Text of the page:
Sounds from Both Sides of the World by Maya Sinha
Being born mixed-race was a chaotic way to grow up. I have an Indian father, a Chinese mother, and scores of relatives from both sides. As I grew older and became more self-aware, a sort of anxiety built up within me as I negotiated the real-life tensions between what I saw as inherent cultural differences and between being both Indian and Chinese. As I was already experiencing an internal war from my hybrid genetics, throw my American upbringing into the mix and I often felt like a walking tapestry of cultures.
My muddled feelings are not limited only to other mixed-raced children, but extend to many children of immigrants who experience the battle between heritage and assimilation. In her work The Joy Luck Club, Amy Tan verbalizes feelings of cultural tension by detailing the interactions between Chinese mothers and their first-generation, assimilated daughters. One of the mothers advises her daughter, “I think about our two faces. I think about my intentions. Which one is American? Which one is Chinese? Which one is better? If you show one, you must always sacrifice the other.” While Tan writes specifically about Chinese families, this statement holds true to many children of immigrants. Which face do we choose to show the world? Which face encompasses who we are inside? The evident clash of American and Chinese values drives the conflict of Tan’s book. However, she concludes that there need not be war between things that seem to be different superficially. A cultural blend is not only necessary for peace but also fashions a new way of thinking. With that said, the blend that Tan discusses is not like red and white paint mixing into a smooth, codominant pink. This ‘blend’ is a hybrid mix that retains distinction but is more vivid precisely because of that synthesis. It is more of a spotted red and white creature, born of two cultures and still beautiful.
Music is a beautiful way to tangibly grasp the mingling of different cultures as they blend together. I was able to witness this blending when I learned that my university, University of California, Santa Barbara, has a club called Dhadkan, which has the purpose to unite “people of various backgrounds together to accomplish projects relating to social change and philanthropy.” In an interview with Sonia Patel, president of Dhadkan, I also learned that Nachle Deewane, their main concert event, rallies together the small number of South Asians in the Santa Barbara area. It seeks to bring “the national collegiate South Asian community together in solidarity,” to raise “awareness about the inadequate education in many parts of the world,” and to show audiences how they themselves can make a positive difference.
Nachle Deewane features two styles of dancing: bhangra and Bollywood fusion. Bhangra is a highly energetic Punjabi dance that involves a lot of jumping and is usually performed to fast-paced traditional music. Fusion dancing combines classical Bollywood songs and dancing with contemporary Western music and dancing for greater cultural relevance in an American context.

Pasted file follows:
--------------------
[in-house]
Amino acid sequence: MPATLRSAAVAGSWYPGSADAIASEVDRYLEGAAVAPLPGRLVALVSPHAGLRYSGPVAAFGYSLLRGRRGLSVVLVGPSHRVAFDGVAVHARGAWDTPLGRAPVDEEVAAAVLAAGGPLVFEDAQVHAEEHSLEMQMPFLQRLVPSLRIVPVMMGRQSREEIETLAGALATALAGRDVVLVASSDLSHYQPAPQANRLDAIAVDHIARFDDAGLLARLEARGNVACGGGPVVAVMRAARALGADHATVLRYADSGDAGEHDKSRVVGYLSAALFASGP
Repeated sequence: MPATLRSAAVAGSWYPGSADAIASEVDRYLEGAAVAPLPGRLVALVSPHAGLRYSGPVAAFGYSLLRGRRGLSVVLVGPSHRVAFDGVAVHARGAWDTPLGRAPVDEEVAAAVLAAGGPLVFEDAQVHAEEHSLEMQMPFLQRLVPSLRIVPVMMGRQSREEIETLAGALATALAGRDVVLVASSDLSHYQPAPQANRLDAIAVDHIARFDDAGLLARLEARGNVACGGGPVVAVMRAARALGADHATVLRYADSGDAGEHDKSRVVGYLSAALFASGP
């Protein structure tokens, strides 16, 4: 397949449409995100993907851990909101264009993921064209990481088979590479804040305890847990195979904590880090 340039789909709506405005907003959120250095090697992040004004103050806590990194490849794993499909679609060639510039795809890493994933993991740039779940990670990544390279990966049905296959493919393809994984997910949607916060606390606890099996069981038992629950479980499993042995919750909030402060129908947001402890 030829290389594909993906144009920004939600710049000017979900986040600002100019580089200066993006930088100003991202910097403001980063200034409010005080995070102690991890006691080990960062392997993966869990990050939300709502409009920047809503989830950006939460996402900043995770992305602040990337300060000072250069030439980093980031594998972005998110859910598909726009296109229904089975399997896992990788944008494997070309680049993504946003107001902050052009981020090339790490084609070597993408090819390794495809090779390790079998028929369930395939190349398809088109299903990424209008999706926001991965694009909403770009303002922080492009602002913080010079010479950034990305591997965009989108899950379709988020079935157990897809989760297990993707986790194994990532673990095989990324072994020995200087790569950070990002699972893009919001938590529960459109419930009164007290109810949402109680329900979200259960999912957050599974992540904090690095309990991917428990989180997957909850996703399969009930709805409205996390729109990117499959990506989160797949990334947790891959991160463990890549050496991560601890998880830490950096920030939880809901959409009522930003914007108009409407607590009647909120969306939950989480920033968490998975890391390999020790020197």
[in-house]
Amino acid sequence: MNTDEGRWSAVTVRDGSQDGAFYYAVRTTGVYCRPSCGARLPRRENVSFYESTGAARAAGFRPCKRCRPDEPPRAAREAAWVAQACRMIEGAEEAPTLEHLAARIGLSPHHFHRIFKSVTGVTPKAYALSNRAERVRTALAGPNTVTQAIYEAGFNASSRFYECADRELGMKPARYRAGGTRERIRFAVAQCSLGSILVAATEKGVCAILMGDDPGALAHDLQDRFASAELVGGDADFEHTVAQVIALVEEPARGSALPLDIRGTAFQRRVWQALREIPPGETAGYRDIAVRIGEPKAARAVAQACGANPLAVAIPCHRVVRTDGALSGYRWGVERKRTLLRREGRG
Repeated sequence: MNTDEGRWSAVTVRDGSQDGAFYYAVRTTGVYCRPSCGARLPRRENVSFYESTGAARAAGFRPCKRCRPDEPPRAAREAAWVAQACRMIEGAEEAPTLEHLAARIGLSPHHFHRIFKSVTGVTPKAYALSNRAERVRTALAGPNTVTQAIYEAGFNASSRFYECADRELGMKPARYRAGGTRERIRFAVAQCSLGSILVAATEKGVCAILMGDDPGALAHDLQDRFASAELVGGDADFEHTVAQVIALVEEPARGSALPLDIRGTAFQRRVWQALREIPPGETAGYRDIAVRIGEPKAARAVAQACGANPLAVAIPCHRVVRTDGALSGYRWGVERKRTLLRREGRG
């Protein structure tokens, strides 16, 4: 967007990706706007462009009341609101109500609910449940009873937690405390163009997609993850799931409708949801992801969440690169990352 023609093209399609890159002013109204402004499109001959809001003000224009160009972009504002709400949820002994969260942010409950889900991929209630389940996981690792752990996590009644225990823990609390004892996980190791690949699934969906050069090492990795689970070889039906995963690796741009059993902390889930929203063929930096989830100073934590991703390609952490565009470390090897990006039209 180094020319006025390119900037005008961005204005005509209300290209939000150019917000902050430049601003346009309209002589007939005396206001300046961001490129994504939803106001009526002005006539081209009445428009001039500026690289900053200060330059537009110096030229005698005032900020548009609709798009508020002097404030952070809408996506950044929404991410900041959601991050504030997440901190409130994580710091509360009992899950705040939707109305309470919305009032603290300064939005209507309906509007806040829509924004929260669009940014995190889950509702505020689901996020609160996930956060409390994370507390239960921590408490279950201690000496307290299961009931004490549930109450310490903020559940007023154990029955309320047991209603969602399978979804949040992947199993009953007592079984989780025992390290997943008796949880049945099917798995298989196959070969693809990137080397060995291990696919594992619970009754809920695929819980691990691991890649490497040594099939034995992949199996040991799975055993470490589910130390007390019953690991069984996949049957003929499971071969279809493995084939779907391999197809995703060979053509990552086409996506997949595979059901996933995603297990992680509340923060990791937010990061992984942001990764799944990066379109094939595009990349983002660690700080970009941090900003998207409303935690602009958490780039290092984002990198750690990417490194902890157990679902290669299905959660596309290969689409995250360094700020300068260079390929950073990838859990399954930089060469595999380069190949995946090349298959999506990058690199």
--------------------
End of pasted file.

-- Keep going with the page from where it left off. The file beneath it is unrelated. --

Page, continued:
Through modern-integrated music, Dhadkan and Nachlee Dewane manifest the awareness and celebration of cultural diversity on the UCSB campus, exemplifying a strong unity between different cultures. The next segment of this article analyzes some of last year’s Nachle Deewane performances and interrogates if and how these establish cultural fusion.
Below is a video of the first place Fusion winner of Nachle Deewane 2019, University of Southern California’s Zeher team, who performed a narrative of a young South Asian woman making her way through India, trying to find her identity in her heritage. The performance showcases the diversity of South Asia through the wide variety of music and dancing.
It is important to note the narration of the story about traveling through different states and highlighting specific cultural traditions and dancing styles of India. The video exemplifies the vibrancy of weddings and the sensuality of the Bollywood industry, just to name a few. These translate into the final message that no matter where you end up, your heritage will always stay with you. This piece thematically conveys that a fusion of cultures does not lead to the loss of cultural awareness or the stagnation of cultural domination, showing instead how ethnic elements can be sustained in their uniqueness even in close interaction.
The performance of University of California, San Diego’s Da Real Punjabiz showcases another instance of synthesis, in this case, a fluid combination of bhangra and westernized beats.
In this soundtrack, there is an intentional combination of classic bhangra music and hip-hop beats. The former represents the vivaciousness of traditional India while the latter encompasses the energy of 21st century American popular music. The subtle yet unmistakable integration of modern music into bhangra music establishes that the traditional music takes precedence, yet there is no need to disregard energy from modern forms as well. This integration specifically shows how there is a simultaneous and underlying appreciation of modern American music woven into this display of South Asian celebration.